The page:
Chapter 159 of the Golden Legend by Jacobus Voragine (1275), translated by William Caxton, 1483

Simon Cananean and Judas Thaddeus were brethren of James the Less and sons of Mary Cleophas, which was married to Alpheus. And Jude was sent of by Thomas to the king Abgarus of Edessa after the ascension of our Lord.

King Abgarus writes to Jesus

And it is read in the History Scholastic that the said Abgarus sent an epistle letter unto our Lord Jesu Christ in this manner:
Abgarus the son of Euchania to Jesus, blessed Saviour, which appeareth in the places of Jerusalem, sendeth salutation. I have heard of thee, and that the healths and recoverings that thou makest and dost, be without medicines and herbs, and that thou makest the blind to see by thine only word, and the lame to go, the mesels lepers to be cured and made whole, and the dead bodies to live again. Which things heard of thee, I ween think, believe in my courage heart that thou art one of two, that is that thou art God that art descended from heaven for to do this, or that thou art the son of God that dost such things. Wherefore I pray thee by writing that thou wilt travail so much as to come to me and heal me of my malady, of which I have long been vexed. And I have heard say that the Jews murmur against thee and lie in await against thee. Come therefore to me, for I have a little city, but it is honest, and shall shall well suffice to us both.
Our Lord Jesus answered him by writing in these words:
Blessed art thou that hast believed in me when thou hast not seen me. It is written of me, that they that see me not shall believe in me, and they that see me shall not believe. Of that thou hast written to me that I shall come to thee, me behoveth to [i.e., I must] accomplish that which I am sent for, and after to be received of him from whom I am sent. When I am ascended, I shall send to thee one of my disciples to heal thee and quicken thee.

The Painting of Jesus' Face

This is written in Historia Ecclesiastica. And when Abgarus saw that he might not see God presently, after that it is said in an ancient history, as John Damascene witnesseth in his fourth book, he sent a painter unto Jesu Christ for to figure the image of our Lord, to the end that at least that he might see him by his image, whom he might not see in his visage. face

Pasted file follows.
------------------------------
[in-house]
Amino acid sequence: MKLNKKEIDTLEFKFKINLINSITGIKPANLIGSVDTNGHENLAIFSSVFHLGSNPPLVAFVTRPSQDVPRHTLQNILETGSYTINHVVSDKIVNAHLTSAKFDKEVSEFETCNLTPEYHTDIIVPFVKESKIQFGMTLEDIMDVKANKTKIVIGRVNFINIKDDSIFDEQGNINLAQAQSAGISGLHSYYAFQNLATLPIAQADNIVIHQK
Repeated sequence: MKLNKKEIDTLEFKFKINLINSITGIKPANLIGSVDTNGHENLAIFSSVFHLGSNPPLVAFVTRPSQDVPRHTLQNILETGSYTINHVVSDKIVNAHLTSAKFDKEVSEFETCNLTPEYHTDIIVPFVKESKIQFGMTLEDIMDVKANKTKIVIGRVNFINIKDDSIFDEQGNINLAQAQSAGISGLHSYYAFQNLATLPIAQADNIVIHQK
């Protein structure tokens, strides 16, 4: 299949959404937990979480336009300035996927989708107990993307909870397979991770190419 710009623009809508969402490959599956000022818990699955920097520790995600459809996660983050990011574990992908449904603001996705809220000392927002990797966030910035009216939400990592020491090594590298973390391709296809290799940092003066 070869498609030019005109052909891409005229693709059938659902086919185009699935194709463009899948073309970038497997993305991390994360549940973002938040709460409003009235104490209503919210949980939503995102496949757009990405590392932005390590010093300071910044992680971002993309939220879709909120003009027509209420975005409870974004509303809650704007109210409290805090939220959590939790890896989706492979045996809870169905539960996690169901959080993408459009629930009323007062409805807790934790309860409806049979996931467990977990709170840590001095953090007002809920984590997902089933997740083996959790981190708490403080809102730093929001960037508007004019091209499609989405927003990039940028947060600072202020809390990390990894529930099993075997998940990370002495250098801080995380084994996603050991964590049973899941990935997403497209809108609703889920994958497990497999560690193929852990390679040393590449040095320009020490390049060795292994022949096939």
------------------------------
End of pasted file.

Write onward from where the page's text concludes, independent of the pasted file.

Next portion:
And when the painter came, because of the great splendour and light that shone in the visage of our Lord Jesu Christ, he could not behold it, ne nor could not counterfeit copy it by no figure. And when our Lord saw this thing he took from the painter a linen cloth and set it upon his visage, and emprinted the very phisiognomy of his visage therein, and sent it unto the king Abgarus which so much desired it.

And in the same history is contained how this image was figured. It was well-eyed, well-browed, a long visage or cheer, face and inclined, which is a sign of maturity or ripe sadness. constancy

The Power of Jesus' Letter to Abgarus

That epistle of our Lord Jesu Christ is of such virtue, power that in the city of Edessa no heretic ne nor no paynim pagan may live therein, ne none tyrant may grieve it. For if any people come against that city by force of arms, a child shall stand upon the gate, and shall read that epistle, and that same day either the enemies shall flee and be afraid, put to flight or they shall make peace with them of the town. And as is said: This hath been done. But this city hath been sith since then taken of by the Saracens and touched in such wise, that for the multiplying of sins this benefit is lost.

The Mission of St. Jude Thaddeus to King Abgarus

Also it is read in the History Ecclesiastic that when our Lord was ascended into heaven, Thomas the apostle sent Thaddeus, that was Jude, unto the king Abgarus according to the promise of our Lord. And when he was come to him, and had told to him that he was messenger of our Lord Jesu Christ, which had promised to send him one, then Abgarus saw in the visage of Thaddeus a marvellous and godly brightness. And when he had seen it he was all abashed embarrassed and afeared, and worshipped our Lord saying: " Verily, truly thou art the disciple of Jesu Christ, Son of God, which sent to me word that he would send to me some one of his disciples that should heal me and give to me life."

To whom Thaddeus said: "If thou believest in the Son of God thou shalt have all the desires of thine heart."

And Abgarus said: "I believe on him, verily, and those Jews that slew him, I would gladly slay them if it were possible to me, and had power, howbeit except that the authority letteth prevents it."

And as it is read in some places and books, that Abgarus was leper, and Thaddeus took the epistle of our Saviour, and rubbed and frotted rubbed therewith the visage of Abgarus, and anon he received full health.

Simon and Jude Advise Duke Bardach in Mesopotamia

Judas preached first in Mesopotamia and in Pontus, and Simon preached in Egypt, and from thence came they into Persia, and found there two enchanters, Zaroes and Arphaxat, whom S. Matthew had driven out of Ethiopia. And found there also Baradach, a duke of the kings of Babylon, which should go in battle against them of India, and could have none answer of his gods. And then they went to a temple nigh to the city, and there they had answer that because that the apostles that were come they might not answer. Then the duke did enquire for them, and found them, and demanded asked them wherefore they were come, and what they were.

Which they answered: "If thou demand of our lineage, we be Hebrews, and if thou demand of our condition, we be servants of Jesu Christ, and if thou demand wherefore we be come, we be for your health."

To whom the duke answered: "When I shall return joyously from the battle I shall hear you."

To whom the apostles said: "It is more convenable to thee in your interest to know him now, by whom thou mayst overcome and appease pacify them that be rebel to thee."

And the duke answered: "I see you more mighty than our gods; I pray you to say to us tofore the end of the battle."